Before anyone throws the white flag up as we've just hit June, though, let's be very honest about this - if the Indians tread water against the Central and don't make up significant ground in the next three series before Interleague play starts, the writing is on the wall that the team is too flawed and playing too far below optimal capacity to compete. If the Indians flounder, or even just play .500 baseball against the Twins, White Sox, and Royals (the three teams that separate them from 2nd place) before next Friday, it's very much time to acknowledge that the AL Central (weak as it may be) simply isn't attainable for this group of players.
If the Indians can start to make up ground and leapfrog some of these teams ahead of them at a time when the other teams' schedule gets tougher (the Tigers' next two series are against the Red Sox and Angels) or the other teams are losing as a direct result of the Indians winning, the thought would be to attempt to hang on for the expected returns of Jake Westbrook, Aaron Laffey, and maybe Travis Hafner to fortify the roster for what could be a long, winding road to .500 with the hopes that the Tigers fall on hard times.
However, even if the team sticks around or makes things interesting, the shortfalls or questions as to whether some of the principals in the rotation will return at 100% and the lack of viable internal options still point to a trade for this team to augment the rotation and/or bullpen, particularly if Carmona's struggles continue or if Betancourt's injury looks to be serious enough that a lengthy DL stint looks likely.
The obvious move is to take the player with the most worth to other teams on the roster who essentially became a redundancy on the roster and an unnecessary luxury when Jhonny Peralta made the move to 3B and move Mark DeRosa for some pitching that can help right off the bat, be it in the rotation or the bullpen. It could be argued that Cabrera's injury potentially affects this thinking, as Peralta would likely move back to SS, meaning that DeRosa's old 3B spot would likely be his again, but Jamey Carroll may be able to fill the 3B void for a short time (or even Valbuena) and DeRosa's usefulness diminishes for the Indians with every start for him in LF and 1B as the Indians organization is awash with guys able to play LF or are playing out of position at 1B.
Before taking a brief hiatus,
Castrovince implied that something could be afoot with the Cardinals
, looking for a 3B to replace Troy Glaus whose versatility would become an asset upon Glaus' return. The Cardinals, however, wouldn't be the only suitor for DeRosa, Teams like the Cubs, the Braves, and the Mets would all figure to have an interest in upgrading their infield and versatility with a veteran like DeRosa.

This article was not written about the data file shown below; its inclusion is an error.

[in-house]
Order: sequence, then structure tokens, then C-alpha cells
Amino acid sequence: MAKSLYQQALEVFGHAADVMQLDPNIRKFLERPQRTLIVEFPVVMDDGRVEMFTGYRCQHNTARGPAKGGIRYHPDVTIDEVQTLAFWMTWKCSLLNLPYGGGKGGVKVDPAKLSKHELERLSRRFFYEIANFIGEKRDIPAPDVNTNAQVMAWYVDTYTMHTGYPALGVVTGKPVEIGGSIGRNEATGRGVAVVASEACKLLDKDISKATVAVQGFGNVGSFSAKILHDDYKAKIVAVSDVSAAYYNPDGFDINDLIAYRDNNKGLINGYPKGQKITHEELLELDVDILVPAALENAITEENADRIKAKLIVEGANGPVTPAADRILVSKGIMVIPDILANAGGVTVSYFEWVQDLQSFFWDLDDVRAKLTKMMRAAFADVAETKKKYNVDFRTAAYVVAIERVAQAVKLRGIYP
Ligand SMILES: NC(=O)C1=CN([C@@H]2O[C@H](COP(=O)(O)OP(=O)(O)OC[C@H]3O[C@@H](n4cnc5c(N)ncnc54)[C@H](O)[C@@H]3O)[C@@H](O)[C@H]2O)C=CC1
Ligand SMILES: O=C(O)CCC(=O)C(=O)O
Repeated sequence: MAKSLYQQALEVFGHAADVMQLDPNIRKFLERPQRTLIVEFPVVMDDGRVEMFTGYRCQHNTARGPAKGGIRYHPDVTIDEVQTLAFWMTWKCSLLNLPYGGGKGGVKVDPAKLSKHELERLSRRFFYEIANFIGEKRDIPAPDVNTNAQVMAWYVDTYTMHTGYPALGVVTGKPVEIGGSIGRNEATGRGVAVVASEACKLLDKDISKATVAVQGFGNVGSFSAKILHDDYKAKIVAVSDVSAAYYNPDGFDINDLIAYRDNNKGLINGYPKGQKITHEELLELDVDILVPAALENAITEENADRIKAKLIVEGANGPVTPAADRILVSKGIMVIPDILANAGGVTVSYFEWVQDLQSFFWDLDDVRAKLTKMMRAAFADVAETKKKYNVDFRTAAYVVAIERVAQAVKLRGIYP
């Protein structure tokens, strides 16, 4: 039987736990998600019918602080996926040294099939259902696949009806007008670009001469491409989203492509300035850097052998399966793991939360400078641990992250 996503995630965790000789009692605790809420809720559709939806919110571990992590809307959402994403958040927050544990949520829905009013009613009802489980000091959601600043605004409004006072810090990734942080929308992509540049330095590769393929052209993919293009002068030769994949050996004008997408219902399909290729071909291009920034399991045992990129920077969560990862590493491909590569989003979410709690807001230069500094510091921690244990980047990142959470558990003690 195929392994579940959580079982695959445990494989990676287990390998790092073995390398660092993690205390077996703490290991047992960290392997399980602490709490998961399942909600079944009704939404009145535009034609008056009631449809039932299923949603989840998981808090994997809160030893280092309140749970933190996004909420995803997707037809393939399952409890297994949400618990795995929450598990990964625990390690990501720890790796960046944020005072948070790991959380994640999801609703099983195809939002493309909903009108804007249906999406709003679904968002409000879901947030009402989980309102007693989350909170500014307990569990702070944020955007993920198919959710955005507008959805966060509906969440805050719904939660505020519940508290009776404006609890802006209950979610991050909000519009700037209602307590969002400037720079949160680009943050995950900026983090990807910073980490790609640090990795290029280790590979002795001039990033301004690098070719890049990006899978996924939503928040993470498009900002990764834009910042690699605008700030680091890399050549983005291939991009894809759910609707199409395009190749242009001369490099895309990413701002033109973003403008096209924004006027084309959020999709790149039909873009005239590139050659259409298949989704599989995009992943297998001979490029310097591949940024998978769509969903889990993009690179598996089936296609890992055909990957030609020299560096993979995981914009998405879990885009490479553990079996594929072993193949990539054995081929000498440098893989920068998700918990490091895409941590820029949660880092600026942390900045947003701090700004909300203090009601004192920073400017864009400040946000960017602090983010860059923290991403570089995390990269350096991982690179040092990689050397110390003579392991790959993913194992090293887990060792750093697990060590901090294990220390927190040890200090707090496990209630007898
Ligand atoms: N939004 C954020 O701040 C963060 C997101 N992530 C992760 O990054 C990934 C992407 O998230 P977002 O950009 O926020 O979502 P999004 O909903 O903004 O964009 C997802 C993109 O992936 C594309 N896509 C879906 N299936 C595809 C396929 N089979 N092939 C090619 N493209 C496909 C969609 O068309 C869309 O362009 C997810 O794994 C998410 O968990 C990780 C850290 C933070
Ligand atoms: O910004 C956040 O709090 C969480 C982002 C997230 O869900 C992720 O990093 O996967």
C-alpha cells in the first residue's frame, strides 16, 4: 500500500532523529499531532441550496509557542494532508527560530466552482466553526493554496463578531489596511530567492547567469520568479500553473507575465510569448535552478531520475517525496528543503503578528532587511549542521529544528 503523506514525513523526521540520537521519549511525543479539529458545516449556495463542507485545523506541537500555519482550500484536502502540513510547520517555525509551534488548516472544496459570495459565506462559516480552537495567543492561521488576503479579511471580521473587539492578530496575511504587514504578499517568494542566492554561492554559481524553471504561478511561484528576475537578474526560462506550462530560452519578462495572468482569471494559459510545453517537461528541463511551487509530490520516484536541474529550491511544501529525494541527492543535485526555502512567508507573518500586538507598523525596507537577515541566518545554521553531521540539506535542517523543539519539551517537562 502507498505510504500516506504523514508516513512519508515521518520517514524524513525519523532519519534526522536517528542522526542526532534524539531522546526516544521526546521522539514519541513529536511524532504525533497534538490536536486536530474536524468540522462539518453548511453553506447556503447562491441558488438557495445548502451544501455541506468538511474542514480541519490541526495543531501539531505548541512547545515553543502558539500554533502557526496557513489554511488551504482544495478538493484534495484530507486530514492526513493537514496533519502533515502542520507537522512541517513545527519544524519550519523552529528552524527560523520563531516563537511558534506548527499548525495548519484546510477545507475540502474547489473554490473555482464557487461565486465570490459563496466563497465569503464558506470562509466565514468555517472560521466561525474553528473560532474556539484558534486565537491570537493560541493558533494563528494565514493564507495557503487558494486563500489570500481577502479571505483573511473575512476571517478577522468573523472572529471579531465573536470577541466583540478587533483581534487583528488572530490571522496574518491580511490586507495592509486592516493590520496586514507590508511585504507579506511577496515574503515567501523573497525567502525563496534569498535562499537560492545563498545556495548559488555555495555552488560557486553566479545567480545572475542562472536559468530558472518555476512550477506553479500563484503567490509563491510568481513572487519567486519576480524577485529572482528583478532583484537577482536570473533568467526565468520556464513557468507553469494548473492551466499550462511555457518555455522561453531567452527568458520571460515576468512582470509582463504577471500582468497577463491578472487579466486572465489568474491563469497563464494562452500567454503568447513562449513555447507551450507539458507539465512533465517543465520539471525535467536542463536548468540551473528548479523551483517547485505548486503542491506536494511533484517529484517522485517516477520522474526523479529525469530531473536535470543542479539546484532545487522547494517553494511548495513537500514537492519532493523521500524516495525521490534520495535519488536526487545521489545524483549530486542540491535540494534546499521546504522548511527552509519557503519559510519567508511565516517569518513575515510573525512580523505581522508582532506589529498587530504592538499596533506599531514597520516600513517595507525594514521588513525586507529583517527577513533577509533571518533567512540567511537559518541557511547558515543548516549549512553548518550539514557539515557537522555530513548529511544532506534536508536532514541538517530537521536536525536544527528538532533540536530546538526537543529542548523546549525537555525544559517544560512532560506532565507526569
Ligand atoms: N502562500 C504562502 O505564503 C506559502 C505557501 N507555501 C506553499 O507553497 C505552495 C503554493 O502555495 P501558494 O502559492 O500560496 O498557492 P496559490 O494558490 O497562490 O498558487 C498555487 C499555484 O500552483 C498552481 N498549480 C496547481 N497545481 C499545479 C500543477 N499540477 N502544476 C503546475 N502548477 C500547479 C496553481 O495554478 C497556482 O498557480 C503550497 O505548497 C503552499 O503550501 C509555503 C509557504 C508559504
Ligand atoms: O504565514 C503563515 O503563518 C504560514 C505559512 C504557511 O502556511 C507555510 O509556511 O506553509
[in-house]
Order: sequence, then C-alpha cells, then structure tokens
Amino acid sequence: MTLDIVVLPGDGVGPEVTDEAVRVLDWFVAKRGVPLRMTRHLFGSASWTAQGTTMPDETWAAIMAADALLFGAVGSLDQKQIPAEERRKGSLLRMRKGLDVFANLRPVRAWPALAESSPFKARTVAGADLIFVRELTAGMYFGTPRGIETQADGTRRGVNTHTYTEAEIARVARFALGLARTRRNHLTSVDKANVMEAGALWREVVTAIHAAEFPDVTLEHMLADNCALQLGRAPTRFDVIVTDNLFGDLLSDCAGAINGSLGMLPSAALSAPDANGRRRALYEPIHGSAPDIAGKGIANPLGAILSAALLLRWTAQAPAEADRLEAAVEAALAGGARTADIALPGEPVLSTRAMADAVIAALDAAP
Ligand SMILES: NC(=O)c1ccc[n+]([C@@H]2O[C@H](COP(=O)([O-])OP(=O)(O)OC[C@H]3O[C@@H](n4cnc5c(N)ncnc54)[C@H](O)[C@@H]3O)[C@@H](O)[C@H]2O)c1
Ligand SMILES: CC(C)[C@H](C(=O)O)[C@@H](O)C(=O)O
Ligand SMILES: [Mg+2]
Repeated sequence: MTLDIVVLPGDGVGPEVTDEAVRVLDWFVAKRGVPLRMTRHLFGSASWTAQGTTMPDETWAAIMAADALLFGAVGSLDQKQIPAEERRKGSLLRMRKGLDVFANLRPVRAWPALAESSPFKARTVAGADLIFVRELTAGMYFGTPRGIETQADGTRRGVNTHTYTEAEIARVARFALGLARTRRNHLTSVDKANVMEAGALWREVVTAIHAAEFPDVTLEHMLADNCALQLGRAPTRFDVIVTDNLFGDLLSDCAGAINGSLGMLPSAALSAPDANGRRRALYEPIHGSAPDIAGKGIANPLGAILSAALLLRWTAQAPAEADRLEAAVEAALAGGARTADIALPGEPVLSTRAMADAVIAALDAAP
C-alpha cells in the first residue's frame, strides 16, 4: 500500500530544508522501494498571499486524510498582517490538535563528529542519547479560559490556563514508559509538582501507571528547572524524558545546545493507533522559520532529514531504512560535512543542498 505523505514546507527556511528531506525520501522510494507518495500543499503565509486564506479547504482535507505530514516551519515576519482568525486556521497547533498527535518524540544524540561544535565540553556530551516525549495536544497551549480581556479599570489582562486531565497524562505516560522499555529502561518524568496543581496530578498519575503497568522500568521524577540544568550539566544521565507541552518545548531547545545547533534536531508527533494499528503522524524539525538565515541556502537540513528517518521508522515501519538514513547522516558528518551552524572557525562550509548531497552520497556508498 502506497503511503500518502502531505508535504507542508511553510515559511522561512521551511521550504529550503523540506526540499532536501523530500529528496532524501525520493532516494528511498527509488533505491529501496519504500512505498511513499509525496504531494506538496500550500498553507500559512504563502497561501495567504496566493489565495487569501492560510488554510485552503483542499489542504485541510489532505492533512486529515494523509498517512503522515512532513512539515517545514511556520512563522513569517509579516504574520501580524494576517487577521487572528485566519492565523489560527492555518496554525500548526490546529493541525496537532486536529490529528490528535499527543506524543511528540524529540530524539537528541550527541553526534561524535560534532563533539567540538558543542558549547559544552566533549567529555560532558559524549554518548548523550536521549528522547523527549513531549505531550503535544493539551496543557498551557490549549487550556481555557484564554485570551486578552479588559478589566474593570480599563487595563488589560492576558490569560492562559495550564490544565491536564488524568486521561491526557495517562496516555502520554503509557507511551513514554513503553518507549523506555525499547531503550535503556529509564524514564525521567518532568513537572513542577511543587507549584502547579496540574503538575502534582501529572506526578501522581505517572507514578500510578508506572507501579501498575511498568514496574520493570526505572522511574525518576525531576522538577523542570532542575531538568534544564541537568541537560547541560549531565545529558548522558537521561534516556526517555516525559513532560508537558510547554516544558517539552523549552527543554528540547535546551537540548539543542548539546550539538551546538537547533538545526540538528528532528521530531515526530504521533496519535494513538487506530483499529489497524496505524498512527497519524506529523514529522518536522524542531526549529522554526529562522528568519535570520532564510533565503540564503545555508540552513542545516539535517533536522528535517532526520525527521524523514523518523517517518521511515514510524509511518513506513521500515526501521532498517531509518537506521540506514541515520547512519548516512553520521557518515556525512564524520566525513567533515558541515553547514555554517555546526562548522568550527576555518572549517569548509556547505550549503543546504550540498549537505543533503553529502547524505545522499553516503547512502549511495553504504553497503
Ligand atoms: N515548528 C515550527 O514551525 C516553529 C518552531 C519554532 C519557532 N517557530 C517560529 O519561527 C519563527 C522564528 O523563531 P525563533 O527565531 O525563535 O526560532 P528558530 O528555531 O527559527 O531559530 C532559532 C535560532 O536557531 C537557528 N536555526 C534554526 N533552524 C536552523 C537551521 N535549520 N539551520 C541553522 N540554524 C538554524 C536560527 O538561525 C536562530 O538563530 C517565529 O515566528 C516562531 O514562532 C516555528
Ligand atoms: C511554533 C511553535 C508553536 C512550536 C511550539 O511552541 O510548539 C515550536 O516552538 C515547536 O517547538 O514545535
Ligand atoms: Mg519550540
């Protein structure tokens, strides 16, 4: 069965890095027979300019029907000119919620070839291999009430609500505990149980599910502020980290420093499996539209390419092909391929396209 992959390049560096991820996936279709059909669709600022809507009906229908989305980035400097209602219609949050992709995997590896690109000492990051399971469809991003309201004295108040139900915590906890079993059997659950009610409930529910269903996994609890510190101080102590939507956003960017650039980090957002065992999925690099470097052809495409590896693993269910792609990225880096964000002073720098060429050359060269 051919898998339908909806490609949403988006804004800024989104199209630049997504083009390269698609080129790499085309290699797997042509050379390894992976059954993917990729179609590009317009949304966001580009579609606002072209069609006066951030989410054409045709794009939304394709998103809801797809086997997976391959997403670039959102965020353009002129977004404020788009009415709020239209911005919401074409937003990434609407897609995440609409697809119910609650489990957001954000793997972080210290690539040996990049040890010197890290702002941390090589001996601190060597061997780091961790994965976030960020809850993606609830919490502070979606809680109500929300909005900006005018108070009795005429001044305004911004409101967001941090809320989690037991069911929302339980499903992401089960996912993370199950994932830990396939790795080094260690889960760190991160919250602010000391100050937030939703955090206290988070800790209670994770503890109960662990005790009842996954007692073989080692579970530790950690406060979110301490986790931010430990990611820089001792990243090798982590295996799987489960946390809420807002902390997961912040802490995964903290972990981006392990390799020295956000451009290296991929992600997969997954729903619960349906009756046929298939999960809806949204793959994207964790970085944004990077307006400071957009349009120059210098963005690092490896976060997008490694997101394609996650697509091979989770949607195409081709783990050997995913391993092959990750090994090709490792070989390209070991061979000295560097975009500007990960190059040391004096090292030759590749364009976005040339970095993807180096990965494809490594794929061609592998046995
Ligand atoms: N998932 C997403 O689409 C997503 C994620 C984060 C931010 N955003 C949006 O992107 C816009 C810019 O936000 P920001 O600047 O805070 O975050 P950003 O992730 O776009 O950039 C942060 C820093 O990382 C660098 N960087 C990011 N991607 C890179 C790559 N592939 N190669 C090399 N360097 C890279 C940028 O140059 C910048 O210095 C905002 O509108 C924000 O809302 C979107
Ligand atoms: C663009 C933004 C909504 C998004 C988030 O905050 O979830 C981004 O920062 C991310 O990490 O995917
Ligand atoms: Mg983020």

According to AC, the Cards would offer Mitch Boggs, Chris Perez, or J.P. Walters for DeRosa and if
is on the table, this deal should have been done last week. The other teams that may have an interest may have young arms that would intrigue (Cubs - Jose Ascanio, Kevin Hart; Braves - Kris Medlen; Mets - Bobby Parnell, Jon Niese), but potentially moving DeRosa goes back to the idea that the Indians need arms as soon as possible to contribute at the MLB level, be it in the rotation or the bullpen. If DeRosa is the piece most likely to net such a piece (and trading him now gets a better return for 4 months of him instead of waiting for July 31st, which would translate into 2 months of him), then the Indians shouldn't wait to make this move. Plus, seeing how the (allegedly) interested teams have a rooted interest in keeping DeRosa potentially out of the hands of a divisional rival, maybe some sort of bidding war for DeRosa could drive up the price to...say...keep him out of returning to the North Side.
The Indians' Front Office has some success stories pertaining to flipping veterans for position players (Benuardo for Choo and Cabrera, Blake for Santana), but it's time to add some arms to this mix, whether the idea be to augment the team for a run at .500 and to get back into the AL Central mix (throwing caution and logic to the wind) or simply to finally load up on some hard-throwing impact starters and relievers that don't seem to be found internally at the upper levels.
Regardless of whether the Indians make a move with DeRosa or anyone else, the injuries suffered by the Indians in the past week or two certainly has put a damper on any hope that the Indians would be able to hold it together until some of their stalwarts could remain healthy. By no means, however, should these injuries be used as an excuse as the Indians' season had plenty of unfortunate incidents that took place before these injuries started piling up and made 2009 look more and more like a lost season.